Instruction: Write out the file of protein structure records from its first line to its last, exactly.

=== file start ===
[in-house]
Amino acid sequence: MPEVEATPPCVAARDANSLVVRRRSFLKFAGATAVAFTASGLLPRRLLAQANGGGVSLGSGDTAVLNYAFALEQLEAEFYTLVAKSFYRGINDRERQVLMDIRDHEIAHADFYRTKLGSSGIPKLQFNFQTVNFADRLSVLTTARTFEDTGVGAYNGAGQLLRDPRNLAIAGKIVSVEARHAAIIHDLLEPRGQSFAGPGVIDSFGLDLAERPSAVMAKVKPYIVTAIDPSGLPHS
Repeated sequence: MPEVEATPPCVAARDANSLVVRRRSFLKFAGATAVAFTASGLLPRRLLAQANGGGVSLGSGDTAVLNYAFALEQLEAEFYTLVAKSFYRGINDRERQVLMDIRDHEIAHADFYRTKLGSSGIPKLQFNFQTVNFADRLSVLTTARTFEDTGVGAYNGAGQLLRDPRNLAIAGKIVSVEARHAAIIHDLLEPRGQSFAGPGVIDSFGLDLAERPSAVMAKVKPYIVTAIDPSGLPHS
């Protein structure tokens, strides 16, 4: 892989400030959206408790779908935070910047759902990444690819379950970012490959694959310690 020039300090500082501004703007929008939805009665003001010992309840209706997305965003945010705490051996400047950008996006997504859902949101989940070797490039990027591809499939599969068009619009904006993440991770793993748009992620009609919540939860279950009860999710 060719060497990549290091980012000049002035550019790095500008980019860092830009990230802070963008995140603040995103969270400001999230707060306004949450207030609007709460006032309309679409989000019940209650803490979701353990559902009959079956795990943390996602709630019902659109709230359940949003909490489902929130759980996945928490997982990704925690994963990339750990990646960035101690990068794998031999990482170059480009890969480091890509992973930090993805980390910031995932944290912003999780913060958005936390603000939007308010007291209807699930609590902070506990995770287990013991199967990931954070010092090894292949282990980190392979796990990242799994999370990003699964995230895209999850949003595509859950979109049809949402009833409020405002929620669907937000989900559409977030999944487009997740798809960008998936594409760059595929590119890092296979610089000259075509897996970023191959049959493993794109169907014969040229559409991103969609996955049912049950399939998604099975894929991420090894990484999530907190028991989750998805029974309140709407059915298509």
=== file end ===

[in-house]
Amino acid sequence: MPEVEATPPCVAARDANSLVVRRRSFLKFAGATAVAFTASGLLPRRLLAQANGGGVSLGSGDTAVLNYAFALEQLEAEFYTLVAKSFYRGINDRERQVLMDIRDHEIAHADFYRTKLGSSGIPKLQFNFQTVNFADRLSVLTTARTFEDTGVGAYNGAGQLLRDPRNLAIAGKIVSVEARHAAIIHDLLEPRGQSFAGPGVIDSFGLDLAERPSAVMAKVKPYIVTAIDPSGLPHS
Repeated sequence: MPEVEATPPCVAARDANSLVVRRRSFLKFAGATAVAFTASGLLPRRLLAQANGGGVSLGSGDTAVLNYAFALEQLEAEFYTLVAKSFYRGINDRERQVLMDIRDHEIAHADFYRTKLGSSGIPKLQFNFQTVNFADRLSVLTTARTFEDTGVGAYNGAGQLLRDPRNLAIAGKIVSVEARHAAIIHDLLEPRGQSFAGPGVIDSFGLDLAERPSAVMAKVKPYIVTAIDPSGLPHS
């Protein structure tokens, strides 16, 4: 892989400030959206408790779908935070910047759902990444690819379950970012490959694959310690 020039300090500082501004703007929008939805009665003001010992309840209706997305965003945010705490051996400047950008996006997504859902949101989940070797490039990027591809499939599969068009619009904006993440991770793993748009992620009609919540939860279950009860999710 060719060497990549290091980012000049002035550019790095500008980019860092830009990230802070963008995140603040995103969270400001999230707060306004949450207030609007709460006032309309679409989000019940209650803490979701353990559902009959079956795990943390996602709630019902659109709230359940949003909490489902929130759980996945928490997982990704925690994963990339750990990646960035101690990068794998031999990482170059480009890969480091890509992973930090993805980390910031995932944290912003999780913060958005936390603000939007308010007291209807699930609590902070506990995770287990013991199967990931954070010092090894292949282990980190392979796990990242799994999370990003699964995230895209999850949003595509859950979109049809949402009833409020405002929620669907937000989900559409977030999944487009997740798809960008998936594409760059595929590119890092296979610089000259075509897996970023191959049959493993794109169907014969040229559409991103969609996955049912049950399939998604099975894929991420090894990484999530907190028991989750998805029974309140709407059915298509």